Frosties

I always find it interesting to read books from writers who live in a completely different climate from me, especially if it’s somewhere like Australia or something, which is basically the complete opposite to Canada.  See, I write about snow a lot.  Snow is a major reality for me, because even here in Southern Ontario, we get winters that last basically from October/November to April.  That’s 7 months, guys.  And that’s not even counting frosty nights in September and May.  Plus I set a lot of my stories in my area, because that’s what I know.

And a lot of other writers do the same thing.  Stephen King writes about Maine, for example.  It’s a lot easier to write a setting when you have familiarity with it; going back to Australia, I’ve never been and I could never get the little things about Australia that a native would know.  And I doubt that an Australian, unless they’ve travelled a lot/lived elsewhere, would know anything about snow and winter. 

They could write a story about someone who lives in Ontario, but would they understand the feeling of scraping ice off your windshield when it’s -20?  Would they know that you can use windshield wiper fluid to remove light frost if you’re in a rush (though you might have to do it more than once until the windshield warms up a bit), and would they understand that you had best have a backup container in your car because you use that shit like it’s going out of style?    Have they ever shovelled a foot of snow by hand because they have to go to work tomorrow, dammit, and otherwise they can’t get out of the bloody driveway?  Could they describe that feeling of a quiet night when the snow is falling down straight, how everything glows, how sound is muffled and everything smells crisp?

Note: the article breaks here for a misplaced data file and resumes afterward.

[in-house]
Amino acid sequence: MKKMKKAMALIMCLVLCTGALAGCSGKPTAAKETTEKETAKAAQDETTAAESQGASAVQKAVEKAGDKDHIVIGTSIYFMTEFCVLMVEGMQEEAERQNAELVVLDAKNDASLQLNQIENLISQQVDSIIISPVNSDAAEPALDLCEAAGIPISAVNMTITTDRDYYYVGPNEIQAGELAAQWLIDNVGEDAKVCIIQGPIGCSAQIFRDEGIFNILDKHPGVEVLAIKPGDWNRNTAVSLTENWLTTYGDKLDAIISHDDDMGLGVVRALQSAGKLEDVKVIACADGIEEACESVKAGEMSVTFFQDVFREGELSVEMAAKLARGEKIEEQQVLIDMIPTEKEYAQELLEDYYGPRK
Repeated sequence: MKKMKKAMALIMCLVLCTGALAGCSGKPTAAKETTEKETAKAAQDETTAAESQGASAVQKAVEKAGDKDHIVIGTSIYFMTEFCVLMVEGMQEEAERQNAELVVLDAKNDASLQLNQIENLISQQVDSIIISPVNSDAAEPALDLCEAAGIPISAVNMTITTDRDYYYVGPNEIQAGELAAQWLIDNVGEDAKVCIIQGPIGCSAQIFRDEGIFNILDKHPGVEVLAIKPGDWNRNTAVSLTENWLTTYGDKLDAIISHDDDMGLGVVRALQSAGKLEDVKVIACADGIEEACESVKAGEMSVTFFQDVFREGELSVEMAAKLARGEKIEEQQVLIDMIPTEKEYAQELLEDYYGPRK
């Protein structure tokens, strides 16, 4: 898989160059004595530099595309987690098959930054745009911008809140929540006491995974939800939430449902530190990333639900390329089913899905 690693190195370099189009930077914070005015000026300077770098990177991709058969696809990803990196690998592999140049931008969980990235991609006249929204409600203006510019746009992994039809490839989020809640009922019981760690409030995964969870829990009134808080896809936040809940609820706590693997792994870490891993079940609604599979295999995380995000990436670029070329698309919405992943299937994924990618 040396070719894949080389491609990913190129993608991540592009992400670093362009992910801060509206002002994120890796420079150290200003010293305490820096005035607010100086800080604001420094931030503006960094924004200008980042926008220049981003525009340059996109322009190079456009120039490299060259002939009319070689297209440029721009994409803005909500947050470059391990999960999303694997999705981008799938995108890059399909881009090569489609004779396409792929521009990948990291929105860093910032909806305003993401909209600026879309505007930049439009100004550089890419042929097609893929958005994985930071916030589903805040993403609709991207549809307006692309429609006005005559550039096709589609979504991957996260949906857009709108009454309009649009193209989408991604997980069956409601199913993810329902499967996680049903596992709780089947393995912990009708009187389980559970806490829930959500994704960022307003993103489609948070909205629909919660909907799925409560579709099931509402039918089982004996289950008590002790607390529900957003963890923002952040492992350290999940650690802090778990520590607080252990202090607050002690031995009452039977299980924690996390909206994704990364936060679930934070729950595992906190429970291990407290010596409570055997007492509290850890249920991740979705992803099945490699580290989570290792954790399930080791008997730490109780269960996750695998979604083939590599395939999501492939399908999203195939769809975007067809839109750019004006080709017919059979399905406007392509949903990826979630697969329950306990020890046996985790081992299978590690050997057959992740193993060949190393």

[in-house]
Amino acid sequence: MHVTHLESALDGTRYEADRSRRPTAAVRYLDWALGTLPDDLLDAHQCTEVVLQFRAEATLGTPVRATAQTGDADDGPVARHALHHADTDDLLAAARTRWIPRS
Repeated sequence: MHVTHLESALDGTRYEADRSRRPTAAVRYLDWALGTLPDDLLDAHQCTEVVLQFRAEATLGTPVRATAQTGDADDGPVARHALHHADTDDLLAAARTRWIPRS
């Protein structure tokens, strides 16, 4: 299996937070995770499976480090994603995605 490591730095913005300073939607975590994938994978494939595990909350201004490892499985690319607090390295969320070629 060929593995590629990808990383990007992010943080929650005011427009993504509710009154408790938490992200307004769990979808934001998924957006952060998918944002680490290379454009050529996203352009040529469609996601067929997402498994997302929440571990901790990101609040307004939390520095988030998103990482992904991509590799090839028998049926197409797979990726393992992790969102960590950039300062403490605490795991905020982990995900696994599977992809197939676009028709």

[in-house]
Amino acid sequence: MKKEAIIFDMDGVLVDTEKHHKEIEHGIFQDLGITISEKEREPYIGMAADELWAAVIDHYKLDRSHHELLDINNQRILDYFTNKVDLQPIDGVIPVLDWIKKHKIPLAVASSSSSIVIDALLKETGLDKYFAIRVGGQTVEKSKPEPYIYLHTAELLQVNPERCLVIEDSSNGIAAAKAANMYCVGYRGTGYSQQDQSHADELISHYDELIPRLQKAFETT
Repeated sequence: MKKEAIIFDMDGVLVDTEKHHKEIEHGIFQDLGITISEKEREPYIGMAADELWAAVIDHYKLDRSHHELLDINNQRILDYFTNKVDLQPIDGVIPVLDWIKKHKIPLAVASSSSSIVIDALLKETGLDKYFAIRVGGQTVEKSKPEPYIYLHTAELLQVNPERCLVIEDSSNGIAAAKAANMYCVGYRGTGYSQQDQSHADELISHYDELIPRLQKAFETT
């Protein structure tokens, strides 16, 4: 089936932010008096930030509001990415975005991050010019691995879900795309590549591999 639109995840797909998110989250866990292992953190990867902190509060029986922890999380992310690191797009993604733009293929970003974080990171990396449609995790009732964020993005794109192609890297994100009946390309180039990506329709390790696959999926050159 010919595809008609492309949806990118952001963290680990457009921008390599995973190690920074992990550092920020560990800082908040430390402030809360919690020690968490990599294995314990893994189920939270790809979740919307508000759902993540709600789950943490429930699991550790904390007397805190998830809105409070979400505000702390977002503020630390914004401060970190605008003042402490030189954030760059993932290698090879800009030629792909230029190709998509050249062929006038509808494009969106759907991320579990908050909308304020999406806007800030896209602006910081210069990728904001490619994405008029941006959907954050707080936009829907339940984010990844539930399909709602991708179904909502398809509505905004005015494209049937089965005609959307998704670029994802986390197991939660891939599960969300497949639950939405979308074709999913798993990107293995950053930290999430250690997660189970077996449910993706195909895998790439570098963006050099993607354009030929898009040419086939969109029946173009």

On the other hand, I would have no idea how to write about, say, the Australian Outback.  I’ve never been through a dust storm.  I bitch about the heat here during summer, but it’s nothing compared to Australia.  If I set a story in Australia, I bet it wouldn’t ring true to anyone who’s actually been there.

This isn’t a call-out or anything, I just think it’s really fascinating to think about.  And it comes back to mind whenever I read something set in a place that’s really different to my own climate and experiences.  Like, there’s a Tumblr post I saw the other night where someone wrote about the ocean as a womb, not as a scary place, because they lived in Hawaii.  I like reading these different experiences because it helps remind me that my experience is not the be-all, end-all experience.